Three More Dead at Finger Lakes

It is, sadly, a horseracing truth that the equine obituary roll is never stagnant. Witness Finger Lakes Casino and Racetrack, or more accurately, Finger Lakes Deathtrack. Having just posted on the unfortunate case of Spanish Luck, a pending retiree who broke down while still being trained, word comes of three more deaths (in two days – 8/16, 8/17) at Finger Lakes, bringing the 2013 Death Toll at this Thoroughbred graveyard to 23.

Inger Management, “pulled up-fx RF leg-euthanized on track”
My Darling Deb, “blind both eyes-euthanized”
Legal Lady, “horse reared and flipped striking head-apparent skull fracture”

Inger Management, who was also still racing while on the adoption block, shared the same trainer as Spanish Luck, Timothy Murphy. It appears that Mr. Murphy and seven-year-old claimers ready for “retirement” are not a good match.

4-28-12  R4 My Darling Deb fin NY

My Darling Deb (pictured above) suffered the following mishap on May 3rd while under the care of multiple stakes-winning (over $8 million career purses) trainer Jeremiah Englehart – who, by the way, has been fined five times in NY, including once for using the sedative acepromazine: “stumbled unseating rider-ran through rail- into car – lacerations to chest and legs–rider treated and released-horse doing well-given several months off.” And now she turns up blind and is euthanized. How did this happen? More to the point, will the NYS Gaming Commission investigate? With the dead horse being a five-year-old claimer with one 2013 start, any scrutiny is likely to be superficial at best. This is horseracing.

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  1. So disturbing!! It is incredible that oversight and enforcement is so nonexistent. These tracks need to be shut down!

  2. Why does this have to be horseracing ? It can only continue because it is tolerated and people do nothing. There needs to be more publicity re such abuse. For starters there could be some picketing around the big racing events. These big money making events should not get a free pass, as it were. Raising public awareness is important.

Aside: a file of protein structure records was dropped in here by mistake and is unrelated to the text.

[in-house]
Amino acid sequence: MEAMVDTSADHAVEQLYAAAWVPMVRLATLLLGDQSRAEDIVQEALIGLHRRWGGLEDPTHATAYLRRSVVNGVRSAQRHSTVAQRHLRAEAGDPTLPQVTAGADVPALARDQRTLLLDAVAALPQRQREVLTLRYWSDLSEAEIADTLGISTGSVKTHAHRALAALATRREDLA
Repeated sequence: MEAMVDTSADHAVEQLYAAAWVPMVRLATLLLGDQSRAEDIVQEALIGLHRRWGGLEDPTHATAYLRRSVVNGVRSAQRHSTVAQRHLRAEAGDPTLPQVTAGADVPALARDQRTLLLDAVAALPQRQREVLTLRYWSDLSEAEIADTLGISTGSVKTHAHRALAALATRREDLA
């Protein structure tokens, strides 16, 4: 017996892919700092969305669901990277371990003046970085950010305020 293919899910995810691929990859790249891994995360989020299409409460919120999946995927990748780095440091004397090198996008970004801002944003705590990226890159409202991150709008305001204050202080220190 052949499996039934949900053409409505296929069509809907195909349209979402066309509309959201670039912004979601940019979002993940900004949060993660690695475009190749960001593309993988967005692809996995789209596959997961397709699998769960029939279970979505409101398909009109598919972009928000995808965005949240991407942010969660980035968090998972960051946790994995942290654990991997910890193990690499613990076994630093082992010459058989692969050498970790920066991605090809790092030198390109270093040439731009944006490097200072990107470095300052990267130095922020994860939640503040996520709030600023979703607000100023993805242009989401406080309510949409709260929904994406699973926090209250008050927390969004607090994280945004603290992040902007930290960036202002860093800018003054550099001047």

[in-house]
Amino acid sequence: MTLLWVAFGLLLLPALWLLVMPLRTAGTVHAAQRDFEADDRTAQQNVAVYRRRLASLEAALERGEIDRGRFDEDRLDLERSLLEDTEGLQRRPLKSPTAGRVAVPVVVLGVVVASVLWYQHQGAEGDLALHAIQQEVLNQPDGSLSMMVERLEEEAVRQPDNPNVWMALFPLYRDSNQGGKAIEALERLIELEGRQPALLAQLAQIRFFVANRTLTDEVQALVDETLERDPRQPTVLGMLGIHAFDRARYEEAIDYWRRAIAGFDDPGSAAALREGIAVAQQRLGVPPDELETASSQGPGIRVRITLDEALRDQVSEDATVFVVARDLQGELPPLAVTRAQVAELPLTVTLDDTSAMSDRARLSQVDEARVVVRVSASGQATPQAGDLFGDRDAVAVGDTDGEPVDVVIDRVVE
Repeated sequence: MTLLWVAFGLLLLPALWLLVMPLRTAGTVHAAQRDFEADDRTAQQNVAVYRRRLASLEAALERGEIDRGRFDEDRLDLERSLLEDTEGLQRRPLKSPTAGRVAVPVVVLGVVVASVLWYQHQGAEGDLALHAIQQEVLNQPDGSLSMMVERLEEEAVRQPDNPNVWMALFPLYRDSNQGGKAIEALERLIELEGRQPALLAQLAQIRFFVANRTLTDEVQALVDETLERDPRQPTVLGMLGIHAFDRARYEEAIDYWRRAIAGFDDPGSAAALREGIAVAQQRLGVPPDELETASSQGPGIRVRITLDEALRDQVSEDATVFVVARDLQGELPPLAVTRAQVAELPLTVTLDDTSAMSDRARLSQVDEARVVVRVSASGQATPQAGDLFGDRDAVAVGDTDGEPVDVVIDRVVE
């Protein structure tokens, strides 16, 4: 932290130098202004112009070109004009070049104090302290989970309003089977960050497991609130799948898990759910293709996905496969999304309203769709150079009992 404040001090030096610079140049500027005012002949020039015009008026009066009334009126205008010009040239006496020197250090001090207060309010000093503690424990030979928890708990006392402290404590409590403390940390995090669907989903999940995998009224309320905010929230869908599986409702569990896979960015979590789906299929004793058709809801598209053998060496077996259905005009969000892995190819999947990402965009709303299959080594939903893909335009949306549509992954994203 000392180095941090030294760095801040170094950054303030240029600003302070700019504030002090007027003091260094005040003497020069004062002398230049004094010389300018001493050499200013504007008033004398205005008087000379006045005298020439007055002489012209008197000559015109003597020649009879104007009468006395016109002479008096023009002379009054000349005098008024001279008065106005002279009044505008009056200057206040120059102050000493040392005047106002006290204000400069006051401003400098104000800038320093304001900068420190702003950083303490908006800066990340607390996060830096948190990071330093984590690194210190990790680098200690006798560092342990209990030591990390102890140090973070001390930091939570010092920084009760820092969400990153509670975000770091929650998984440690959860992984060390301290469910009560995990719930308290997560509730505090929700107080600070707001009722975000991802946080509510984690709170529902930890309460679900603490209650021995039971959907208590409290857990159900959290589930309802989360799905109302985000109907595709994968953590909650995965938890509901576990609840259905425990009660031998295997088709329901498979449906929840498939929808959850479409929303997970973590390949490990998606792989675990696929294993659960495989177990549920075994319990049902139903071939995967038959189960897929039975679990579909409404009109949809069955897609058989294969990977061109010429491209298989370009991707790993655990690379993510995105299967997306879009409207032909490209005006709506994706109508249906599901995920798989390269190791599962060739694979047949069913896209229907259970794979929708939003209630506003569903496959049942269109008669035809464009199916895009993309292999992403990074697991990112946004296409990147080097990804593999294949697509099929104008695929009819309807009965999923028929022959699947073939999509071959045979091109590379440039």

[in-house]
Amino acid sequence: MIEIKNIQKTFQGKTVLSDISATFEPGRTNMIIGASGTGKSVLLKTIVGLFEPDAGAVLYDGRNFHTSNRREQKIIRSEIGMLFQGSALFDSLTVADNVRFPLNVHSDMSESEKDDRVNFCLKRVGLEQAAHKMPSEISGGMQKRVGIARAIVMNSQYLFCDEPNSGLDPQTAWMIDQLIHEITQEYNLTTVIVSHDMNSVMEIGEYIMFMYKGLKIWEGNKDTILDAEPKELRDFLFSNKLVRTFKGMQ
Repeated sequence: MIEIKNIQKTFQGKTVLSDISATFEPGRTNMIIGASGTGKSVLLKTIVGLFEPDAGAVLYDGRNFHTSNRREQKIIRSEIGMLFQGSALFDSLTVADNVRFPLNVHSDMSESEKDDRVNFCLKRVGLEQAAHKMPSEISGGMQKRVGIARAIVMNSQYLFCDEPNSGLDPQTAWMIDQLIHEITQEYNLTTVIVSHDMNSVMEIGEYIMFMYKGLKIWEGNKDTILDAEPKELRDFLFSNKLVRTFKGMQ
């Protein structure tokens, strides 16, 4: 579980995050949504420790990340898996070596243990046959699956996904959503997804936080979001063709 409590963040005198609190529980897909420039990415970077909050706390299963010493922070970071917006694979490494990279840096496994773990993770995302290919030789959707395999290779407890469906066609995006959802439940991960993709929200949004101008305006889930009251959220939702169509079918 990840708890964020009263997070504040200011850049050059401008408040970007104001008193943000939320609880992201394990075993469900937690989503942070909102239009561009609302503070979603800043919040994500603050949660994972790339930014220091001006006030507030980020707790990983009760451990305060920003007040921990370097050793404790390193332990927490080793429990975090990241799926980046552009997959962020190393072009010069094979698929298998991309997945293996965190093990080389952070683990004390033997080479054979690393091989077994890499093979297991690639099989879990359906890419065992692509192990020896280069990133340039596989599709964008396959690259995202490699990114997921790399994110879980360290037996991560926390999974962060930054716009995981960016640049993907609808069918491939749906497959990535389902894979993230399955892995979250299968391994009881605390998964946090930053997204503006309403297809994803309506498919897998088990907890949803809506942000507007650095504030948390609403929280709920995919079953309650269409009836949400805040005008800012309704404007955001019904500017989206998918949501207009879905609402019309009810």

Also, the establishment of a national racing commission with uniform rules for all racing would be a big step in the right direction. For instance the “claiming game” is in need of change and a rule for mandatory time between races needs to be established. this “sport” is unable or, more likely, unwilling to police itself . Meanwhile the lives of jockeys and horses are deliberately put at risk. This has to change.

  3. Inger Management…My Darling Deb…Legal Lady…

    The number of racehorse deaths keeps climbing, all the while, the parties and hats and celebrations of the elite Saratoga meet goes on. I see photos now and then of the well-dressed patrons there, all smiles, with their drinks saluting the photographer. Such an extreme contrast in current New York horse racing…the beaming faces of the elegant race-goers and the damaged, dead bodies of the 1000-pound Thoroughbreds. The visual makes me sick.

    To Inger Management, My Darling Deb, and Legal Lady, I mourn your deaths. You deserved so very much more.